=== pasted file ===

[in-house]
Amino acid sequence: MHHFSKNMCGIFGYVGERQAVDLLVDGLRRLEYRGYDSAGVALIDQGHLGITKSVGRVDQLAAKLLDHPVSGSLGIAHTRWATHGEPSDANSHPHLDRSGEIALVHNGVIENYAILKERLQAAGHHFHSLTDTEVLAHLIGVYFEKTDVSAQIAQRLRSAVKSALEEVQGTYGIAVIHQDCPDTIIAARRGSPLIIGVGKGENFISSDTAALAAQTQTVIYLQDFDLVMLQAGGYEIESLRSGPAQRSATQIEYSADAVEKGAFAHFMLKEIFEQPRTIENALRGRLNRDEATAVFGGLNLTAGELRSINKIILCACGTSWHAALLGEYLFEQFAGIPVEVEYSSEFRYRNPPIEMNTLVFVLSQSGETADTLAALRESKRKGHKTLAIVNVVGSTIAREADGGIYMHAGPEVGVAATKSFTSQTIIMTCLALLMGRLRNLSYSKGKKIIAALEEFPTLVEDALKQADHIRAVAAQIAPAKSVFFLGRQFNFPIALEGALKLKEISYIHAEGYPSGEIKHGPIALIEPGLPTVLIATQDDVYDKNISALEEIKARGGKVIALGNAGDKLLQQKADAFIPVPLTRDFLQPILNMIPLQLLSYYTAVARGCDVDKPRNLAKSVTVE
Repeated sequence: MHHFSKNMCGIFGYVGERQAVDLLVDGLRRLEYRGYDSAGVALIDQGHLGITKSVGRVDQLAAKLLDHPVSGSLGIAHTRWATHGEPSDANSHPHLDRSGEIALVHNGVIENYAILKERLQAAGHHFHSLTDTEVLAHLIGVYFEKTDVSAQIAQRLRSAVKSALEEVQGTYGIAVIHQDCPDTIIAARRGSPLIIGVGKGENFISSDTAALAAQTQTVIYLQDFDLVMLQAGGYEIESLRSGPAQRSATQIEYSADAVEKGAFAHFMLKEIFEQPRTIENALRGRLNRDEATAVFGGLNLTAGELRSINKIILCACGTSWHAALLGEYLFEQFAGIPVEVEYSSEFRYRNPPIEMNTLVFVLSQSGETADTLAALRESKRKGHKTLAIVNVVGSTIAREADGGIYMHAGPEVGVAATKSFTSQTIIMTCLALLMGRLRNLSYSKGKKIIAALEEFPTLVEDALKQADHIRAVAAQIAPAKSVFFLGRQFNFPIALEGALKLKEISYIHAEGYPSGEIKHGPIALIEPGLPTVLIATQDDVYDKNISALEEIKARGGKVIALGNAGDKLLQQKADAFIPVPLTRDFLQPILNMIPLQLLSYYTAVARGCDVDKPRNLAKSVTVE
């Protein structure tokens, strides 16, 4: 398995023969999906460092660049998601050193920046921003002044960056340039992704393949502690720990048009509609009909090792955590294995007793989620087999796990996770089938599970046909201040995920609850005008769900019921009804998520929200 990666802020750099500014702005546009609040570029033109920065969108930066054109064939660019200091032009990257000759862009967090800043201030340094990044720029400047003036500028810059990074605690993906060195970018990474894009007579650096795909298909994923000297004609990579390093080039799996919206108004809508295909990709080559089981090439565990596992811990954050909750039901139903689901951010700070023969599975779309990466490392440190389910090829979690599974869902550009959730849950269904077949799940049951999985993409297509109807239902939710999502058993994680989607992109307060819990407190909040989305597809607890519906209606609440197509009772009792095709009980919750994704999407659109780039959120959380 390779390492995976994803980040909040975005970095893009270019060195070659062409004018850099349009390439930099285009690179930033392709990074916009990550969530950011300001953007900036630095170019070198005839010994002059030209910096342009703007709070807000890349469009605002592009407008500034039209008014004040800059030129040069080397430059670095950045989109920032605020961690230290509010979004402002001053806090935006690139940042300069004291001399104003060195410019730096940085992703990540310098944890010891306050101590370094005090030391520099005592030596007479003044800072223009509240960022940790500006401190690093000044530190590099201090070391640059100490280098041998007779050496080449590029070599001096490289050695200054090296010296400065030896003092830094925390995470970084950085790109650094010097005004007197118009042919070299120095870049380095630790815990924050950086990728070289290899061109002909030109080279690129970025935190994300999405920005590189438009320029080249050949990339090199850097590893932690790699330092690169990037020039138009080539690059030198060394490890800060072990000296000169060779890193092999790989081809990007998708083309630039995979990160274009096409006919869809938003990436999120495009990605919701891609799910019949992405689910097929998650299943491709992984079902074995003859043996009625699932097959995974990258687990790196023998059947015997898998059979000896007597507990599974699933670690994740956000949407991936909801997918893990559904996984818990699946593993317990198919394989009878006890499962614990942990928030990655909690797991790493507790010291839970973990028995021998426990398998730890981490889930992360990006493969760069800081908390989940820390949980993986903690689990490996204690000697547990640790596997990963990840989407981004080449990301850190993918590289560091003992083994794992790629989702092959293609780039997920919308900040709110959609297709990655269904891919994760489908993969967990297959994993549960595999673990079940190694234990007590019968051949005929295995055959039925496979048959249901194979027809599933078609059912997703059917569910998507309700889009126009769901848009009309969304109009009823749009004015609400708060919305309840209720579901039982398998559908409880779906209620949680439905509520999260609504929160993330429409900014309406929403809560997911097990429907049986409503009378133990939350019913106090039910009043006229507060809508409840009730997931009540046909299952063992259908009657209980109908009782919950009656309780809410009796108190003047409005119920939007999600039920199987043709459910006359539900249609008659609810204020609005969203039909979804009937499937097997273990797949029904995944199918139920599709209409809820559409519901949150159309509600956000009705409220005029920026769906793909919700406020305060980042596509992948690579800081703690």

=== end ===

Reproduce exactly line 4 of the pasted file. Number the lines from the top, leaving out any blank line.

């Protein structure tokens, strides 16, 4: 398995023969999906460092660049998601050193920046921003002044960056340039992704393949502690720990048009509609009909090792955590294995007793989620087999796990996770089938599970046909201040995920609850005008769900019921009804998520929200 990666802020750099500014702005546009609040570029033109920065969108930066054109064939660019200091032009990257000759862009967090800043201030340094990044720029400047003036500028810059990074605690993906060195970018990474894009007579650096795909298909994923000297004609990579390093080039799996919206108004809508295909990709080559089981090439565990596992811990954050909750039901139903689901951010700070023969599975779309990466490392440190389910090829979690599974869902550009959730849950269904077949799940049951999985993409297509109807239902939710999502058993994680989607992109307060819990407190909040989305597809607890519906209606609440197509009772009792095709009980919750994704999407659109780039959120959380 390779390492995976994803980040909040975005970095893009270019060195070659062409004018850099349009390439930099285009690179930033392709990074916009990550969530950011300001953007900036630095170019070198005839010994002059030209910096342009703007709070807000890349469009605002592009407008500034039209008014004040800059030129040069080397430059670095950045989109920032605020961690230290509010979004402002001053806090935006690139940042300069004291001399104003060195410019730096940085992703990540310098944890010891306050101590370094005090030391520099005592030596007479003044800072223009509240960022940790500006401190690093000044530190590099201090070391640059100490280098041998007779050496080449590029070599001096490289050695200054090296010296400065030896003092830094925390995470970084950085790109650094010097005004007197118009042919070299120095870049380095630790815990924050950086990728070289290899061109002909030109080279690129970025935190994300999405920005590189438009320029080249050949990339090199850097590893932690790699330092690169990037020039138009080539690059030198060394490890800060072990000296000169060779890193092999790989081809990007998708083309630039995979990160274009096409006919869809938003990436999120495009990605919701891609799910019949992405689910097929998650299943491709992984079902074995003859043996009625699932097959995974990258687990790196023998059947015997898998059979000896007597507990599974699933670690994740956000949407991936909801997918893990559904996984818990699946593993317990198919394989009878006890499962614990942990928030990655909690797991790493507790010291839970973990028995021998426990398998730890981490889930992360990006493969760069800081908390989940820390949980993986903690689990490996204690000697547990640790596997990963990840989407981004080449990301850190993918590289560091003992083994794992790629989702092959293609780039997920919308900040709110959609297709990655269904891919994760489908993969967990297959994993549960595999673990079940190694234990007590019968051949005929295995055959039925496979048959249901194979027809599933078609059912997703059917569910998507309700889009126009769901848009009309969304109009009823749009004015609400708060919305309840209720579901039982398998559908409880779906209620949680439905509520999260609504929160993330429409900014309406929403809560997911097990429907049986409503009378133990939350019913106090039910009043006229507060809508409840009730997931009540046909299952063992259908009657209980109908009782919950009656309780809410009796108190003047409005119920939007999600039920199987043709459910006359539900249609008659609810204020609005969203039909979804009937499937097997273990797949029904995944199918139920599709209409809820559409519901949150159309509600956000009705409220005029920026769906793909919700406020305060980042596509992948690579800081703690």